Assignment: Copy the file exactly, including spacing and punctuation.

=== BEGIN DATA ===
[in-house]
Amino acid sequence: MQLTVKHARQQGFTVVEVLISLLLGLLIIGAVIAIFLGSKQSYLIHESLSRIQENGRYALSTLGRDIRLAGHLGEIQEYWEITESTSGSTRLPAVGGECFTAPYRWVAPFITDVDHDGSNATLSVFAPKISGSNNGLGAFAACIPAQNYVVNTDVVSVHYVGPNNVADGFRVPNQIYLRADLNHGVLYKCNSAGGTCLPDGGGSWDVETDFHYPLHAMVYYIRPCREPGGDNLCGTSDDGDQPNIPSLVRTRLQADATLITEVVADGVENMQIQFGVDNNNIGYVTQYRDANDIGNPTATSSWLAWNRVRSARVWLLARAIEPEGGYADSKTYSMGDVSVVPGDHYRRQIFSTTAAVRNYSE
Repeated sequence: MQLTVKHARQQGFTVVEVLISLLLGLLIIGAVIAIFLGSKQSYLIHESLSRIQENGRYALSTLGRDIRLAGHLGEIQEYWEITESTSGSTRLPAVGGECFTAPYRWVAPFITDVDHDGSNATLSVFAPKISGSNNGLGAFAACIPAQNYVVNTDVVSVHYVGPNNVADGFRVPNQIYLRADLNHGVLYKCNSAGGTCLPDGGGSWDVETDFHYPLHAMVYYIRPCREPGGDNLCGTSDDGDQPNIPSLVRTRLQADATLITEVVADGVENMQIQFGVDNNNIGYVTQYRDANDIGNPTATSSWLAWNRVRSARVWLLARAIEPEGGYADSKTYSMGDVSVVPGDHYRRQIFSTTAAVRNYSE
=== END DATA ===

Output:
[in-house]
Amino acid sequence: MQLTVKHARQQGFTVVEVLISLLLGLLIIGAVIAIFLGSKQSYLIHESLSRIQENGRYALSTLGRDIRLAGHLGEIQEYWEITESTSGSTRLPAVGGECFTAPYRWVAPFITDVDHDGSNATLSVFAPKISGSNNGLGAFAACIPAQNYVVNTDVVSVHYVGPNNVADGFRVPNQIYLRADLNHGVLYKCNSAGGTCLPDGGGSWDVETDFHYPLHAMVYYIRPCREPGGDNLCGTSDDGDQPNIPSLVRTRLQADATLITEVVADGVENMQIQFGVDNNNIGYVTQYRDANDIGNPTATSSWLAWNRVRSARVWLLARAIEPEGGYADSKTYSMGDVSVVPGDHYRRQIFSTTAAVRNYSE
Repeated sequence: MQLTVKHARQQGFTVVEVLISLLLGLLIIGAVIAIFLGSKQSYLIHESLSRIQENGRYALSTLGRDIRLAGHLGEIQEYWEITESTSGSTRLPAVGGECFTAPYRWVAPFITDVDHDGSNATLSVFAPKISGSNNGLGAFAACIPAQNYVVNTDVVSVHYVGPNNVADGFRVPNQIYLRADLNHGVLYKCNSAGGTCLPDGGGSWDVETDFHYPLHAMVYYIRPCREPGGDNLCGTSDDGDQPNIPSLVRTRLQADATLITEVVADGVENMQIQFGVDNNNIGYVTQYRDANDIGNPTATSSWLAWNRVRSARVWLLARAIEPEGGYADSKTYSMGDVSVVPGDHYRRQIFSTTAAVRNYSE